Thu, 23 Dec 2010 10:51
By Luke Rintod
KOTA KINABALU: The Sabah government's POIC (Palm Oil Industry Cluster) project in Lahad Datu in the east coast of the state has come under blistering attack from an NGO for what it terms as 'a blatant disregard' for the environment and the eco-system in the area.
Sabah Environment Protection Association (Sepa) president, Wong Tack, said the billion-ringgit POIC is already destroying the eco-system of ancient mangrove forest areas in Lahad Datu that nature took millions of years to nurture.
"POIC is managed by dynamic and educated people, but in its push for the so-called cluster development of palm oil industry, POIC is degrading and destroying the eco-system.
"It is reducing the productivity of Sabah’s marine wealth, and hence affecting the livelihood of fishermen around the Darvel Bay area in Lahad Datu.
"They are all part and parcel of a highly productive eco-system that is a Priority Conservation Area within the one million sq km in the Sulu-Sulawesi areas.
"What alarms us greatly, and the aquaculture and tourism industries in Darvel Bay in particular, is that the three-phase development of POIC has the potential of eventually clearing 4,450 acres of prime mangrove forests in Lahad Datu," he told a press conference in Tanjung Aru here yesterday.
Wong said the first phase had already cleared 550 acres of mangroves while reclamation work of the second phase cleared another 600 acres.
"The third phase is due and may well clear a massive 3,300 acres of prime mangroves.
"Sepa believes there are vast tracts of lands in Sabah’s east coast which POIC could have used to develop, without hurting the seafood eco-system service of 4,000-plus acres of mangrove forests," he said.
Irreplaceable marine life
Studies have shown that tropical mangrove forest eco-systems are a vibrant environment which nurture and support immense varieties of sea life which inturn provide nutrients and foods for us.
Marine life are no different from human in one respect – they migrate to and congregate in places that teem with food.
"Mangrove forests function like a nutrient or ‘feed factory' for a huge range of commercial species of fish, prawns, and crabs via fallen leaves, branches and prop roots that attract and establish an intricate planktonic food web which feeds the juveniles of many of the species before they are strong enough to face the treacherous open sea, " he said.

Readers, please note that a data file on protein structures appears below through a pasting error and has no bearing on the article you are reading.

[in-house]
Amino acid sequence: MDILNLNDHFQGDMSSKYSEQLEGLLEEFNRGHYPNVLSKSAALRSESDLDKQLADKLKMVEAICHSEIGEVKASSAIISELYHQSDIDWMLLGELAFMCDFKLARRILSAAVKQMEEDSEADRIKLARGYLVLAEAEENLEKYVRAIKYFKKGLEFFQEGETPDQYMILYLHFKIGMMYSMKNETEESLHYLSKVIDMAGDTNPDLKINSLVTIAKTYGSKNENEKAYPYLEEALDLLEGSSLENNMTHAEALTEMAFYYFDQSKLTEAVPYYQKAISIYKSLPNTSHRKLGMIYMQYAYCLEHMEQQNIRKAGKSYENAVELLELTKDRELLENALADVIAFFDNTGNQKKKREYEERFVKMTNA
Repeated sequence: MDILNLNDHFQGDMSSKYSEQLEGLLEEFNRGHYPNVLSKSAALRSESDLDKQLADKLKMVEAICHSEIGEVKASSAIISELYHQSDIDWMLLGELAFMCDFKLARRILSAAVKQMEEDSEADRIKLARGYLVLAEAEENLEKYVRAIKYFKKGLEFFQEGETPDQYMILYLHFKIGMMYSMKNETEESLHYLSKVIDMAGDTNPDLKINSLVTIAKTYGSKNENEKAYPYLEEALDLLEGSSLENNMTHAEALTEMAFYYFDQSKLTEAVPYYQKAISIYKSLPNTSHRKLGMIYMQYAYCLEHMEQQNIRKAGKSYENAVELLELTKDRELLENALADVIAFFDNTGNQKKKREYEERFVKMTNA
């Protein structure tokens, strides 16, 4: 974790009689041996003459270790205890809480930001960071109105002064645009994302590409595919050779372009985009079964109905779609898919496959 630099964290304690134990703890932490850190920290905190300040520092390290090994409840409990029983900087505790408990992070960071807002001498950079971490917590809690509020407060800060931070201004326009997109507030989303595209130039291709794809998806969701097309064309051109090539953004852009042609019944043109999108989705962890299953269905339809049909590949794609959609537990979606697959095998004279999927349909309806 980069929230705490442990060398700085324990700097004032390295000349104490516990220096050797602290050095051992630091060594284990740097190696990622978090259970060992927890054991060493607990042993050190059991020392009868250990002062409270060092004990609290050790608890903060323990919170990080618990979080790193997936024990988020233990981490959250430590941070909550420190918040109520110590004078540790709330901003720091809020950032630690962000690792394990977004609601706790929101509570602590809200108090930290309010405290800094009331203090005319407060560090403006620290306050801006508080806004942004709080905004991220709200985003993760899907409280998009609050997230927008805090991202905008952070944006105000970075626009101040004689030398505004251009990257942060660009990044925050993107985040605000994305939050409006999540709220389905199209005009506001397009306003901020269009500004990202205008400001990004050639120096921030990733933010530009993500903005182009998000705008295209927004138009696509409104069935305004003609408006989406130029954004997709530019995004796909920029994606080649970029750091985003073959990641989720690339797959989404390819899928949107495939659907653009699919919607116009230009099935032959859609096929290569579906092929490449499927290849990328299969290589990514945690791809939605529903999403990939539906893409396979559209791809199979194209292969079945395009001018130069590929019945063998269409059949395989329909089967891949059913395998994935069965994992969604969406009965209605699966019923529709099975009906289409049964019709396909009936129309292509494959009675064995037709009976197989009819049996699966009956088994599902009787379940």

Wong said there is a need for a review of the whole POIC project before it exacted an irreversible catastrophe on the eco-system in the east coast.
He said a recent survey by Sepa at the Phase 2 of POIC project found freshly reclaimed land that had buried hundreds of acres of mangroves without any appropriate environmental mitigation or protection.
The reclaimation had resulted in a free flow of mud and sediments straight into the pristine marine environment of Darvel Bay.
"Sepa didn’t find a single retention pond that should have been sectioned out appropriately to capture the erosion and sedimentary discharge to stop them running straight into the sea.
"Because of that, aquaculture farmers are angry as pollution if not prevented will eventually destroy not only fish farming and seaweed culture but also the beauty which will eventually harm the effort to promote eco-tourism development in the area," he said.
Lamenting further Wong added that the "60-metre of buffer zone" had also been stripped clean.
"What's the penalty for this? What's the action? Where is the relevance of EIA? Is EIA merely a useless paper work?" he asked.
He said when aquaculture farmers protested about the violations recently, POIC argued that it would replace the buried mangrove forest with a land elsewhere.
"But a destroyed eco-system is not replaceable by mere trees. It is like replacing a chopped head with a hand..." he argued.
Free Malaysia Today